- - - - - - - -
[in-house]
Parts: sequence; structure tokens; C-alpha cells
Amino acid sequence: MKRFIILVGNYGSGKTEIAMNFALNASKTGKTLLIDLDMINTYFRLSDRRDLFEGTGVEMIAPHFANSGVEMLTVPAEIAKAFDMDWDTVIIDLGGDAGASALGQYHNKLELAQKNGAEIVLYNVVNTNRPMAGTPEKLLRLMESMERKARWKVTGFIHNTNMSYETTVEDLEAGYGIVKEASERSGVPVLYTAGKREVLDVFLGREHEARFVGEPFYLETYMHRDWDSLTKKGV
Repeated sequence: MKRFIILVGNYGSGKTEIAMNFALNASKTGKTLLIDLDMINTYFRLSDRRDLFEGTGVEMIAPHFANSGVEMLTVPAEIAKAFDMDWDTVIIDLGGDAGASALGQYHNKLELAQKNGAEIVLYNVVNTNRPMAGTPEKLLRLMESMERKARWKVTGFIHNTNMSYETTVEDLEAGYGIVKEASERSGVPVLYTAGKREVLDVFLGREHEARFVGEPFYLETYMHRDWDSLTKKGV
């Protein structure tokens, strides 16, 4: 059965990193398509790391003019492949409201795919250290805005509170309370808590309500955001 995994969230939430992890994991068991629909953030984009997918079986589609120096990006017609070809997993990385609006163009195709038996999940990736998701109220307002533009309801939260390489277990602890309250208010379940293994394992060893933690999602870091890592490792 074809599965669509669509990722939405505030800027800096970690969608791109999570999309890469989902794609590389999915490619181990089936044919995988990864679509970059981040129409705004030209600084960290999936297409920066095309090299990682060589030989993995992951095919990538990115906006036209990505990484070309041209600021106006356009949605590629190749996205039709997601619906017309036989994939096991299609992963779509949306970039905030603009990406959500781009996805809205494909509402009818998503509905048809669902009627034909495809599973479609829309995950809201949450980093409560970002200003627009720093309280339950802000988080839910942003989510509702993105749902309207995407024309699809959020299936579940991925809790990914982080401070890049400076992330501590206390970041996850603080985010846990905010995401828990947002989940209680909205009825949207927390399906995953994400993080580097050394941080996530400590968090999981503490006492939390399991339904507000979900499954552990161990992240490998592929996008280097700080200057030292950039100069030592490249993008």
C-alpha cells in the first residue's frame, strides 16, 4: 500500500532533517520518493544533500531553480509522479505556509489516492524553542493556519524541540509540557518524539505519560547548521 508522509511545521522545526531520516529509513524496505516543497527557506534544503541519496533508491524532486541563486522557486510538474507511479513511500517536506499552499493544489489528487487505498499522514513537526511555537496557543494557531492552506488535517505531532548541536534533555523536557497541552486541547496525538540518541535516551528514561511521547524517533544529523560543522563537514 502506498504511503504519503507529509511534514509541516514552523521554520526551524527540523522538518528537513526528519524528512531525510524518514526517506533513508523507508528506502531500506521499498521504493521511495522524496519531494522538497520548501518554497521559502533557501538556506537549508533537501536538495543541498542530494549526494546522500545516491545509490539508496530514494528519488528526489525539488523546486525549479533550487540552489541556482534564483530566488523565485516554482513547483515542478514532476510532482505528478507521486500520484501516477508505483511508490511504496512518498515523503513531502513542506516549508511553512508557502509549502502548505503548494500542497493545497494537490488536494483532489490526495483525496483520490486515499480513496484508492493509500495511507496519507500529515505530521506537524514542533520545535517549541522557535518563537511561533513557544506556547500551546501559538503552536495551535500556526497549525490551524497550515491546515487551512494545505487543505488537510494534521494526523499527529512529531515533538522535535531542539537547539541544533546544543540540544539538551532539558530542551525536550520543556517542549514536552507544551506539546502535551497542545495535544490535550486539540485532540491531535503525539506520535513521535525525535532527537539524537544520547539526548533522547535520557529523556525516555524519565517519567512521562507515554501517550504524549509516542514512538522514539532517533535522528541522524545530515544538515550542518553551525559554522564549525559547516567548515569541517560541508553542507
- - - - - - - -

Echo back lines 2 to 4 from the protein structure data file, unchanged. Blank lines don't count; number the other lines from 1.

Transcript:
Parts: sequence; structure tokens; C-alpha cells
Amino acid sequence: MKRFIILVGNYGSGKTEIAMNFALNASKTGKTLLIDLDMINTYFRLSDRRDLFEGTGVEMIAPHFANSGVEMLTVPAEIAKAFDMDWDTVIIDLGGDAGASALGQYHNKLELAQKNGAEIVLYNVVNTNRPMAGTPEKLLRLMESMERKARWKVTGFIHNTNMSYETTVEDLEAGYGIVKEASERSGVPVLYTAGKREVLDVFLGREHEARFVGEPFYLETYMHRDWDSLTKKGV
Repeated sequence: MKRFIILVGNYGSGKTEIAMNFALNASKTGKTLLIDLDMINTYFRLSDRRDLFEGTGVEMIAPHFANSGVEMLTVPAEIAKAFDMDWDTVIIDLGGDAGASALGQYHNKLELAQKNGAEIVLYNVVNTNRPMAGTPEKLLRLMESMERKARWKVTGFIHNTNMSYETTVEDLEAGYGIVKEASERSGVPVLYTAGKREVLDVFLGREHEARFVGEPFYLETYMHRDWDSLTKKGV